It was midnight on the Friday before Christmas, my seven-week old child was tucked up asleep and I was pretty chilled. All was calm and it was time for bed. Two minutes later I had a phone call, followed by a series of Nagios email alerts, and a need to put my work hat on quickly. The search API was having trouble; as the manager of the team who developed it, I was not looking forward to this. We were having a real slowdown at one of our busiest times of the year – this was going to be fun.

Once the dust settled and we were back up and running we realised we needed to do a better job of performance testing and actually solve any performance issues. We had done some performance testing but clearly not the right kind.

What had gone wrong?

We were indexing our data too frequently, and under load it started to take a long time. We created a race condition where multiple indexing operations started happening. As each operation assumed the previous one had either failed or finished a vicious circle occurred making the situation worse and worse.

The simple fix was just to index the data less often or not at all if another operation was running, however we wanted to get to the bottom of why we slowed down under load which exposed this race condition, improve that speed and understand what is the maximum load the system can take.

Getting a benchmark

In order to know if we were actually making improvements we needed to be able to recreate load and see the impact. In order to do this and truly appreciate how it was going we needed to use our live environment – the only environment I felt we could truly understand. My next post will explain why we felt this was the best environment for the job.

With search and availability it is actually quite hard to use response times as a benchmark and the name of this exercise was really to cope with greater load. Response times are still nice to improve though so we were tracking them, but not using them as our main benchmark.

Some perspective on our problem domain

We do not have a large index, in the tens of thousands of restaurants rather than millions of tweets for example. We have to merge in table availability (the fantastic thing about the OpenTable system) to the more static restaurant information. We also have large page sizes, needing to get up to 2,500 results out of one Elastic Search request. This proved to be relevant.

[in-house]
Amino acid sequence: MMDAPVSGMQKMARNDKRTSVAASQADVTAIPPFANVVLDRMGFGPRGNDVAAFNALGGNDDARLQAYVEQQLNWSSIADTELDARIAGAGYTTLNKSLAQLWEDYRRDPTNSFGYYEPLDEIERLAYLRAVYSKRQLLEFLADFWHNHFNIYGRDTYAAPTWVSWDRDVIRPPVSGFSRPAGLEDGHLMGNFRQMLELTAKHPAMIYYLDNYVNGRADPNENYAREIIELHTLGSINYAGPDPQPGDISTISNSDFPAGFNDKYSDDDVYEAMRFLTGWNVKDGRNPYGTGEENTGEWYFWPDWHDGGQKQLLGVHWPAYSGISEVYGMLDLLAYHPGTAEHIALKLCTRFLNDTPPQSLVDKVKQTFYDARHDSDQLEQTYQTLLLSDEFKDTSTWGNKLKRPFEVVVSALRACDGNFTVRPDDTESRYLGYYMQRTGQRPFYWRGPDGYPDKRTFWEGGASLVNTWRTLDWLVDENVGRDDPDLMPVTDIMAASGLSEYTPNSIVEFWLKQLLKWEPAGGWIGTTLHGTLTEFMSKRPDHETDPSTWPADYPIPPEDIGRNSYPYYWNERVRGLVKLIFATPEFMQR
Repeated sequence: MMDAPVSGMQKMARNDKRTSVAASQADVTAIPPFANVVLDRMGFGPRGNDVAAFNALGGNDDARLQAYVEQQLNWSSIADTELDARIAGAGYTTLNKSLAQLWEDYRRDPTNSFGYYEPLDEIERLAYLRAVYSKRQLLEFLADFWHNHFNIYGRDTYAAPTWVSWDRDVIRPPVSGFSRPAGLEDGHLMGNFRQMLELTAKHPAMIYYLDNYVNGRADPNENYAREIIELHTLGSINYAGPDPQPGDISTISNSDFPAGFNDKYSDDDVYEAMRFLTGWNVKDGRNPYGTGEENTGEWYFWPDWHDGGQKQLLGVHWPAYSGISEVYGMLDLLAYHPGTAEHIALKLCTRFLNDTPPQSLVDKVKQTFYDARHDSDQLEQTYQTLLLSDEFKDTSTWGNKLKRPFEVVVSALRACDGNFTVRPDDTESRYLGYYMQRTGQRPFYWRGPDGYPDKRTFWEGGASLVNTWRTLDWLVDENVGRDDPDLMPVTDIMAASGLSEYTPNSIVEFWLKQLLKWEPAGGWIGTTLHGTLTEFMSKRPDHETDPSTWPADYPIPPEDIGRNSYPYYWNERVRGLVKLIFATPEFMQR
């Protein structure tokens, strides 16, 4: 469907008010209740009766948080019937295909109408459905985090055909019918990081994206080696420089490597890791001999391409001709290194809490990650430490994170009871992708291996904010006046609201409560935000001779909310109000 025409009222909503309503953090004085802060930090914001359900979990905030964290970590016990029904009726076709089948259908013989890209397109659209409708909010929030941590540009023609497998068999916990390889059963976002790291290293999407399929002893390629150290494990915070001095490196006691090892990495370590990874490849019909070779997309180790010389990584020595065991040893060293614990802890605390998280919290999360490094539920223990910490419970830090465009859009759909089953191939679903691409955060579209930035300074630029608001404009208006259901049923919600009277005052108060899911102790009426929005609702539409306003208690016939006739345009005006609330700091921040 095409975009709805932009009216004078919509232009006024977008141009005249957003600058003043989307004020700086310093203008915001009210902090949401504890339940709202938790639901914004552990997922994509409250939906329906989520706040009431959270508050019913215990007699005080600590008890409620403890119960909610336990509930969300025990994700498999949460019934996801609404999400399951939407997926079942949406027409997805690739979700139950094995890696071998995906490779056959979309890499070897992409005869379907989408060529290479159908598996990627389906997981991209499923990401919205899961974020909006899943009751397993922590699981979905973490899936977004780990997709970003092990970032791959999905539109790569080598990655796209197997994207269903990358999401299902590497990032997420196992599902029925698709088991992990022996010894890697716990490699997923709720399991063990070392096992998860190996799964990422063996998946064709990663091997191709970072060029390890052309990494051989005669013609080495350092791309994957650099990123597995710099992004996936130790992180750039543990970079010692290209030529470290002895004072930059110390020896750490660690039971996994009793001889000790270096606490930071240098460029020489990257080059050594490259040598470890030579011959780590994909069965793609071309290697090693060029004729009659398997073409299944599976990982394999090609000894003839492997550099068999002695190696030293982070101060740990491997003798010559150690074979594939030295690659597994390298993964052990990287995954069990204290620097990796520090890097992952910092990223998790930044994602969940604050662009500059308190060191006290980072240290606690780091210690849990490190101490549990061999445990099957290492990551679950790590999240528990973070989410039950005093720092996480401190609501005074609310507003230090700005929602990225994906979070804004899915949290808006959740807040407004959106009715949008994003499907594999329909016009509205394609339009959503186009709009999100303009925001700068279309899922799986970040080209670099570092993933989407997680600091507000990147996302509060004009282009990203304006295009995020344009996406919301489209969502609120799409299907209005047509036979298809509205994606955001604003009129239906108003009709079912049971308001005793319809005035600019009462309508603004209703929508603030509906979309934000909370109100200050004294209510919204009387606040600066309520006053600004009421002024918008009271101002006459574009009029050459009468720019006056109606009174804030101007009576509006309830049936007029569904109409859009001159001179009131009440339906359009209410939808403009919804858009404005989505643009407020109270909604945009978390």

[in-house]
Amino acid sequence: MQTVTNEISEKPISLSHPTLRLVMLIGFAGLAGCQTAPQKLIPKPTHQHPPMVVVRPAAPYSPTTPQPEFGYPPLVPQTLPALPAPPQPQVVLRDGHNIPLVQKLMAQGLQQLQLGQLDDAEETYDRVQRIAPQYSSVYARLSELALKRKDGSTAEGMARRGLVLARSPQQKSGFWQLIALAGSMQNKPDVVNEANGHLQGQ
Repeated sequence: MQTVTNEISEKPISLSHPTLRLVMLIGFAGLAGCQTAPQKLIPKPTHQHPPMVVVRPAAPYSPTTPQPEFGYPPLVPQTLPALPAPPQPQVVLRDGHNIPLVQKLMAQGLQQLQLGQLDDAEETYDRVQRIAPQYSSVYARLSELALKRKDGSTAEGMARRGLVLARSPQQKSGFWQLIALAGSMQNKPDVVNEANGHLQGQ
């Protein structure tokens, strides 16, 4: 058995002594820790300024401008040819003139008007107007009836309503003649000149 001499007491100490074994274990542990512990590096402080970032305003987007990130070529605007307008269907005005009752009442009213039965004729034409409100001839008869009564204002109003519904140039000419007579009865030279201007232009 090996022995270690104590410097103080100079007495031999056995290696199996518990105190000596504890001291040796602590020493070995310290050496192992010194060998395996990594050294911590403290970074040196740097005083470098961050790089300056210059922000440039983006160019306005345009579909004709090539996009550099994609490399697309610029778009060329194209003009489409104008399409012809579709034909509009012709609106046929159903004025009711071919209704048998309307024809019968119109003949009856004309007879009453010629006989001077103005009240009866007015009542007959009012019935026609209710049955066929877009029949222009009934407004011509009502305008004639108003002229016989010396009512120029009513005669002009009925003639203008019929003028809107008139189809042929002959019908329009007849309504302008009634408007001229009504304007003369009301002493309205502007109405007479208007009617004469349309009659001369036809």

We also have an autocomplete search endpoint served out of the same infrastructure. That was not heavy in terms of resource usage but we still noted it slowed down when peak load was happening.

Initial ideas to investigate

We brainstormed a few things to investigate and assess as potential performance improvements. As we were still relatively new to Elastic Search (ES), a lot of these were related to the configuration of ES itself.

  • Improved sharding strategy (we were using the default)
  • Check we were filtering before querying
  • Check the sorting was efficient
  • Optimise the index as part of the indexing process
  • Slow log checking
  • Check how we were using the source in the index
  • Warm-up the index after it is built
  • Gzip between API boxes and ES
  • Check connection pool is a singleton, internal detail
  • Delete old indexes more rigorously (we have a new index each release)
  • Check garbage collection on ES boxes
  • Check swappiness settings on ES boxes
  • Split different search types to different hardware

Now, we learned, we were a bit stupid.

Once we worked through a few things, our main findings showed that we had made some rookie errors.

We had a sharding policy that is great for large indexes but we only needed one shard replicated on each ES server in the cluster. Changing that helped reduce the load across servers as each server could do our queries entirely.

Through Elastic HQ (the useful plugin to ES) we got the rather crude red boxes for various metrics on the diagnostics page. The two that stood out were high Garbage Collection and disk swaps. The main thing causing this was that we were using OpenJDK instead of the Oracle JVM. If you are using OpenJDK, change it now! The swappiness setting was less impactful but resolved some of the issues caused by the frequent writing to disk.

Now we increased scale well, until we moved our bottleneck from our Elastic Search cluster to our API boxes.

And some things are limits of the technology

Now the API boxes were the problem we realised that basically serialisation and deserialisation is the bottleneck. The number of boxes can be scaled out (more servers) or serialisation removed. Also your programming language can be the limiting factor here. So we are now looking around at the best language as an option for speeding things up.

So what now

We have tweaked the ES set-up and scaled out our API servers and our benchmark improved (the amount of traffic can we serve). We have a roadmap for how to take more and more traffic but the response time is probably as fast as we can go if we keep the same methodology. As a result we are actually looking at using Elastic Search a lot less than we originally planned. We need to take serialisation out of the game where possible, using in-memory filtering seems a candidate again.

Not at all, we love it. We are definitely still going to use for autocomplete, free-text search and also other indexing we want to do with future feature plans we have.

It was our fault we made some stupid errors with it, but our architecture and technology decisions just prevent us using it for our one, currently most important, use case, right now.

Also solving serialisation issues creatively might mean we can use ES again.


Get performance testing into your deployment pipeline, consider testing in production and expect the worst. The worst being that you might have got something stupid wrong and it is only exposed when you really don’t want it to be.